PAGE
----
In the Western Expedition of 1779, the Americans attempted to halt the raids by destroying the principle villages of the Six Nations Confederacy on New York's western frontier. Fort Stanwix served as the staging area for one of these attacks. In April of 1779, troops from New York, Massachusetts, and Pennsylvania left the fort and destroyed the villages of the Onondaga Indian Nation. After this expedition, the troops returned to the boredom of garrison duties and the tensions of life on the frontier. At one point, Col. Van Schaick reported: "The enemy's Scouts...are constantly about the Garrison," and that he was reluctant to "Venture out my own men." As their time at the fort increased, morale within the 1st NY suffered and courts martial became a daily occurrence. Having spent almost two years at the fort, the 1st NY was finally relieved by a regiment of New York militia in the fall of 1780. The 4th New York arrived to garrison the fort in November 1780. Local commanders began urging the governor of New York to abandon the fort, as its remote location made it difficult to supply and impossible for the garrison to counter the constant raids destroying the Mohawk Valley settlements.
In January of 1781, the 4th NY became a detachment of the 2nd NY Regiment. They would be the last troops to garrison the fort. In the spring of 1781, a combination of heavy rains and fire destroyed much of what was left of the fort's defenses and barracks. The Americans were now faced with having to completely rebuild the fort, without the resources to do it. General Washington reluctantly agreed to abandon the site.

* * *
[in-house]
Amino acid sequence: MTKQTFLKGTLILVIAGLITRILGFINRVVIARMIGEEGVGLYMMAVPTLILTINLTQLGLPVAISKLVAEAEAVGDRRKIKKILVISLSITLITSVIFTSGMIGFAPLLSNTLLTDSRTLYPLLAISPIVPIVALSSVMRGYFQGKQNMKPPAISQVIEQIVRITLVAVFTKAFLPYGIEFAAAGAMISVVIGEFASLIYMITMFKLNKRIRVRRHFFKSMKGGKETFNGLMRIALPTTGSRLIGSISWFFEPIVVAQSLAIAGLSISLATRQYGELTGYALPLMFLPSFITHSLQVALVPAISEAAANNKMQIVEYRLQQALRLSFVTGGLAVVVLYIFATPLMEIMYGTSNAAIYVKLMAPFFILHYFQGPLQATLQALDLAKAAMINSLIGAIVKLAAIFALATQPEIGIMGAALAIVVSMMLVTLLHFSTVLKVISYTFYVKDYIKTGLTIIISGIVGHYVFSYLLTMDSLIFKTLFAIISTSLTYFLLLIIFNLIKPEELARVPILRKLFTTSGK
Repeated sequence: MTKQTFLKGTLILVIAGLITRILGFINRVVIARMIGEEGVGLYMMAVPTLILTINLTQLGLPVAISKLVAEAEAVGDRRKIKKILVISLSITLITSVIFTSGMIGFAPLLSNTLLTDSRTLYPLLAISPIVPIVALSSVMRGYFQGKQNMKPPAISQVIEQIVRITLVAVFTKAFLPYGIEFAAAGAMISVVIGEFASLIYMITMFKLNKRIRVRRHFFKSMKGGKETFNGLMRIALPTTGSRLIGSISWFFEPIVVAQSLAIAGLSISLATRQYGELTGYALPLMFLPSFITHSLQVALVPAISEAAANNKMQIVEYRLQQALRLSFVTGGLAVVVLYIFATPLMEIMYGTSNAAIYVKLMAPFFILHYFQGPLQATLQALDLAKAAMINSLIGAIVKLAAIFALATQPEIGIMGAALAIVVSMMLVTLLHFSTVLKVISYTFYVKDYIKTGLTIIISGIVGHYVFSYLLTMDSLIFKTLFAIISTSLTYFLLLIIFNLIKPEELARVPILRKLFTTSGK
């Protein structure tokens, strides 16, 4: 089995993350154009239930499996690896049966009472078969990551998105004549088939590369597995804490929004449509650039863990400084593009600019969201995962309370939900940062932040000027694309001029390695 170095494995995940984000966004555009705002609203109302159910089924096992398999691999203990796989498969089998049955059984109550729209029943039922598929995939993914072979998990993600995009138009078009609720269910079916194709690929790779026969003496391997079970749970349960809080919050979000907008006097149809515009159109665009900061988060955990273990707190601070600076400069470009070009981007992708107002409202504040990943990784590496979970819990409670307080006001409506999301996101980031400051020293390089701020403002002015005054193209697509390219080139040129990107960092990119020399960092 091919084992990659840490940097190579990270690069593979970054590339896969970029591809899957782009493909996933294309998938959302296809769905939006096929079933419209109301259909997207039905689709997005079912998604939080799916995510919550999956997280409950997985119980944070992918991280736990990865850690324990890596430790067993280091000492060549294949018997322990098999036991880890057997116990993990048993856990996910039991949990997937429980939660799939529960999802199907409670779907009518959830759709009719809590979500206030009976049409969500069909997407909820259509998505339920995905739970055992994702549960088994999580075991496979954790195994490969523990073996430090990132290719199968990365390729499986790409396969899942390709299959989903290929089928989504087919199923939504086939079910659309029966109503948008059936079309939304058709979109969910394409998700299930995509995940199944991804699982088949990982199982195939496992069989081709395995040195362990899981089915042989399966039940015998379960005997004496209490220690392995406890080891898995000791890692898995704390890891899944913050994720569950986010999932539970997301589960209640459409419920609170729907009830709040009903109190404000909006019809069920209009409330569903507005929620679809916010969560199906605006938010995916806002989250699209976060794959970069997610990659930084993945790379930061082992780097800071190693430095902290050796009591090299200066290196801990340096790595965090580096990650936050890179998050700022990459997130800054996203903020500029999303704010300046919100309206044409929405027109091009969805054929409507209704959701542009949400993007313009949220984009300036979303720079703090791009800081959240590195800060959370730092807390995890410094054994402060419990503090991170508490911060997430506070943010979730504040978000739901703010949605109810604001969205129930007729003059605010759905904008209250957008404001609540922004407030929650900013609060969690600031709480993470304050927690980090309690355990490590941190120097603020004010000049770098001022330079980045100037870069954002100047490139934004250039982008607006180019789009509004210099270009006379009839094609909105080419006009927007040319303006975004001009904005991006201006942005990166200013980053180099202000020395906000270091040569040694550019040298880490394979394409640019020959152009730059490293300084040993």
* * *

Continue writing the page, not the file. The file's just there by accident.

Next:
Though this ended the fort's military role for the remainder of the war, Fort Stanwix would still have an important role to play in bringing the war to an end. In October of 1784, representatives of the new United States of America and the Six Nations Confederacy met at the ruins of the fort to sign on of the final peace treaties of the American Revolutionary War. This treaty ended the fighting between the Six Nations and the United States, and forced the British allied Haudenosaunee to begin giving up lands in western New York State.
Negotiating at the Oneida Carry by William J. Campbell, Ph.D., is the latest publication that closely examines the treaties that were signed/negotiated at Fort Stanwix. Dr. Campbell used historic texts to examine those involved with the treaties, and their actions before, during, and after negotiations took place. Many of the soldiers, from the different states that had served at Fort Stanwix during the War, began moving into lands around the ruins of the old fort. As they had worked together to defend the fort and help create the United States, these veterans now worked together to help the country grow.
Lowenthal, Larry, Editor. Days of Siege: A Journal of the Siege of Fort Stanwix in 1777. Eastern National, 1983, Third Printing 2005
Luzader, John F. Fort Stanwix: History, Historic Furnishings, and Historic Structure Reports. Washington: Office of Park Historic Preservation, National Park Service, U.S. Dept. of the Interior, 1976.
Scott, John Albert. Fort Schuyler and Oriskany. Rome: Rome Sentinel Company, 1927.
Watt, Gavin K. Rebellion in the Mohawk Valley: The St. Leger Expedition of 1777. Toronto: Dundurn Press, 2002.
Willett, William M. A Narrative of the Military Actions of Colonel Marinus Willett, Taken Chiefly From His Own Manuscript. New York: G.C.H. Carvill, 1831.